I reviewed Juan Zarate’s Treasury’s War for the Wall Street Journal. If you have a subscription, here’s the paywalled link. For cheapskates, here’s the gist:
Treasury has attacked money laundering by big banks, imposing fines up to $2 billion on institutions around the world. As a result, banks have toughened their compliance regimes. Under the slogan “know your customer,” they now feel obliged to run checks on their customers’ reputations and to shun even faintly suspicious transactions.
In such a climate, it’s easy to become a customer no one wants to know. And the easiest way of all is to be officially labeled a “primary money laundering concern.” A bank that has been tarred with that brush quickly becomes a pariah to every bank with a compliance program. Because a pariah can’t perform normal financial transactions under such conditions, its solvency is immediately drawn into question. And, boom, within 24 hours, even a bank with no direct ties to the United States is effectively out of business, brought down by a Treasury-induced run. Treasury’s designation turns out to be a remarkably effective weapon—the Predator drone of financial sanctions—killing instantly, without warning, far from home.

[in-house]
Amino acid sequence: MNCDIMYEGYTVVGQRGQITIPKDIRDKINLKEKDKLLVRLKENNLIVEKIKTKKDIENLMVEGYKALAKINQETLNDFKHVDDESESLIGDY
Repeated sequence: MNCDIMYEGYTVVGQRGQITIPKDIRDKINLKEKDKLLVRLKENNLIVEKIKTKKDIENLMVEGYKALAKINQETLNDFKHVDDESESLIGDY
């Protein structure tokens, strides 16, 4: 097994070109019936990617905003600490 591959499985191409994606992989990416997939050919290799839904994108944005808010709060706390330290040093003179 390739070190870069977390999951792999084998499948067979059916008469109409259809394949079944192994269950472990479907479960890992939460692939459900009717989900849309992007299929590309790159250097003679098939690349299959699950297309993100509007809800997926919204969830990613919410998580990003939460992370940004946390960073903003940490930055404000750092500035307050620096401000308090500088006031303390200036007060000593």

In one of his better stories, Mr. Zarate shows how Treasury’s new weapon struck even North Korea, a veteran sanctions-buster that had sheltered comfortably in China’s lee for decades.
China’s diplomats stood by their client as usual, but not its banks. Rather than risk its access to world financial markets, even the state-owned Bank of China in Macau froze North Korean accounts. Later, after many ceremonial toasts at a session of the international talks on nuclear proliferation, one inebriated North Korean negotiator leaned in to his American counterparts and admitted: “You Americans have finally have found a way to hurt us.”
Mr. Zarate brings verve and the joy of combat to this and other tales. I served with him in government; and “Treasury’s War” certainly speaks with his hard-nosed, in-it-to-win-it voice. He is indeed a warrior-bureaucrat (and, truth be told, one after my own heart). In Mr. Zarate’s hands, what could have been a dry series of think-tank papers becomes a lively narrative filled with heroes, villains, and fools. …
Mr. Zarate’s enthusiasm for his new weapon is heartfelt. Since leaving government, though, I’ve had a chance to see Treasury’s war from the other side. And like a Predator strike, it looks a little different on the ground. If you own a bank, Treasury’s designation can wipe out your investment overnight. Yet because the decision is fatal, challenges are rare. Treasury never sees its errors or the collateral damage it has caused. And what begins as an awesome and sobering responsibility soon becomes a routine part of the bureaucracy’s toolbox, prone to overuse and free from oversight.
Read the whole thing. Comments as usual may be sent to email@example.com; please tell me if you want your name withheld.